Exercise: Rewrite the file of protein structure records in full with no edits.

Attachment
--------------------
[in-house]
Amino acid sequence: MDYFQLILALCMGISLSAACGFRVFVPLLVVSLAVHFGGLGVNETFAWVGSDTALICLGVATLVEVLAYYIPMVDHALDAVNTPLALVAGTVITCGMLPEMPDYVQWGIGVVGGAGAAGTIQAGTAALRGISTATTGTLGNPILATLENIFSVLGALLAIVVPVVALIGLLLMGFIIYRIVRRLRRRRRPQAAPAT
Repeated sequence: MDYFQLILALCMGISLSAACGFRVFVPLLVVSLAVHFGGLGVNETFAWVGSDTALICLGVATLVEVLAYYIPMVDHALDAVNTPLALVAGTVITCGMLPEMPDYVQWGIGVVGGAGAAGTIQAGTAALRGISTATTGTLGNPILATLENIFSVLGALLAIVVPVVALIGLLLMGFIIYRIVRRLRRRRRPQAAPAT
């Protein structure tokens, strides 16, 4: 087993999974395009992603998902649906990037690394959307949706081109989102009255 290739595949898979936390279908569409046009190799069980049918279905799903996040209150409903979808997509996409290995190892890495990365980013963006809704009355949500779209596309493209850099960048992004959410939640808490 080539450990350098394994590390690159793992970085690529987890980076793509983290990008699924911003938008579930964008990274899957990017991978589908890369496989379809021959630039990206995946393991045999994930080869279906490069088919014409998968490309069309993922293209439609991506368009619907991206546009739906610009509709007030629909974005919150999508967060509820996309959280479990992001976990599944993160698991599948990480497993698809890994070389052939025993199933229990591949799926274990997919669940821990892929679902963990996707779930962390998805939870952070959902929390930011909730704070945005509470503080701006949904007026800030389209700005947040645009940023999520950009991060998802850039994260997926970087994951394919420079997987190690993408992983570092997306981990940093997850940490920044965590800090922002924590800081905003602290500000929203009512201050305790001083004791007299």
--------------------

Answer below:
[in-house]
Amino acid sequence: MDYFQLILALCMGISLSAACGFRVFVPLLVVSLAVHFGGLGVNETFAWVGSDTALICLGVATLVEVLAYYIPMVDHALDAVNTPLALVAGTVITCGMLPEMPDYVQWGIGVVGGAGAAGTIQAGTAALRGISTATTGTLGNPILATLENIFSVLGALLAIVVPVVALIGLLLMGFIIYRIVRRLRRRRRPQAAPAT
Repeated sequence: MDYFQLILALCMGISLSAACGFRVFVPLLVVSLAVHFGGLGVNETFAWVGSDTALICLGVATLVEVLAYYIPMVDHALDAVNTPLALVAGTVITCGMLPEMPDYVQWGIGVVGGAGAAGTIQAGTAALRGISTATTGTLGNPILATLENIFSVLGALLAIVVPVVALIGLLLMGFIIYRIVRRLRRRRRPQAAPAT
């Protein structure tokens, strides 16, 4: 087993999974395009992603998902649906990037690394959307949706081109989102009255 290739595949898979936390279908569409046009190799069980049918279905799903996040209150409903979808997509996409290995190892890495990365980013963006809704009355949500779209596309493209850099960048992004959410939640808490 080539450990350098394994590390690159793992970085690529987890980076793509983290990008699924911003938008579930964008990274899957990017991978589908890369496989379809021959630039990206995946393991045999994930080869279906490069088919014409998968490309069309993922293209439609991506368009619907991206546009739906610009509709007030629909974005919150999508967060509820996309959280479990992001976990599944993160698991599948990480497993698809890994070389052939025993199933229990591949799926274990997919669940821990892929679902963990996707779930962390998805939870952070959902929390930011909730704070945005509470503080701006949904007026800030389209700005947040645009940023999520950009991060998802850039994260997926970087994951394919420079997987190690993408992983570092997306981990940093997850940490920044965590800090922002924590800081905003602290500000929203009512201050305790001083004791007299």